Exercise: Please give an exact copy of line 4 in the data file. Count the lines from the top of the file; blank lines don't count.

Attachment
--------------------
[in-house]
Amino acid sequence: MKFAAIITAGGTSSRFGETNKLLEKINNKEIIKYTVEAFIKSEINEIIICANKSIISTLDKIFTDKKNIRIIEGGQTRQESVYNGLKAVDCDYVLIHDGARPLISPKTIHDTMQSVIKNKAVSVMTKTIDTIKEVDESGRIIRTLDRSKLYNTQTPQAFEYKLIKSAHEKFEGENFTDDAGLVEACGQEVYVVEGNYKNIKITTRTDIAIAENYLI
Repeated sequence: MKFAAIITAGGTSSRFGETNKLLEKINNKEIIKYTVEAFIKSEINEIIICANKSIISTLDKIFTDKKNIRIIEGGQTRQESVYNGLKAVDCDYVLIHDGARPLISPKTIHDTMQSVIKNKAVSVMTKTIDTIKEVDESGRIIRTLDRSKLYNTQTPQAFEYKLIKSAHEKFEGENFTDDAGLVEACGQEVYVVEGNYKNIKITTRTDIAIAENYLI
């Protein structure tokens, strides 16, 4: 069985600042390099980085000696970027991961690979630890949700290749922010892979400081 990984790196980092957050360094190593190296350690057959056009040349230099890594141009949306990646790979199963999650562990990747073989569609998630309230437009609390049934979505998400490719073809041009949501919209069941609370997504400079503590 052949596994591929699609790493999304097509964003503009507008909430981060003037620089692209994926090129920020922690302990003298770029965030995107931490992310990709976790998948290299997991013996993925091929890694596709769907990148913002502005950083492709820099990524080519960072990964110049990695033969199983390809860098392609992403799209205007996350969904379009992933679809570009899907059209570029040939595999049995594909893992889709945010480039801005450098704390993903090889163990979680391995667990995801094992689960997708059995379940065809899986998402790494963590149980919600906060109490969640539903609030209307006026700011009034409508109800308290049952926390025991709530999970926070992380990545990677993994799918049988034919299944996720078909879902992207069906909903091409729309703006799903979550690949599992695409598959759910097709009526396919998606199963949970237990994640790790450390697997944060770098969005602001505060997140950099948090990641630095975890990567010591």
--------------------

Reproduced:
């Protein structure tokens, strides 16, 4: 069985600042390099980085000696970027991961690979630890949700290749922010892979400081 990984790196980092957050360094190593190296350690057959056009040349230099890594141009949306990646790979199963999650562990990747073989569609998630309230437009609390049934979505998400490719073809041009949501919209069941609370997504400079503590 052949596994591929699609790493999304097509964003503009507008909430981060003037620089692209994926090129920020922690302990003298770029965030995107931490992310990709976790998948290299997991013996993925091929890694596709769907990148913002502005950083492709820099990524080519960072990964110049990695033969199983390809860098392609992403799209205007996350969904379009992933679809570009899907059209570029040939595999049995594909893992889709945010480039801005450098704390993903090889163990979680391995667990995801094992689960997708059995379940065809899986998402790494963590149980919600906060109490969640539903609030209307006026700011009034409508109800308290049952926390025991709530999970926070992380990545990677993994799918049988034919299944996720078909879902992207069906909903091409729309703006799903979550690949599992695409598959759910097709009526396919998606199963949970237990994640790790450390697997944060770098969005602001505060997140950099948090990641630095975890990567010591």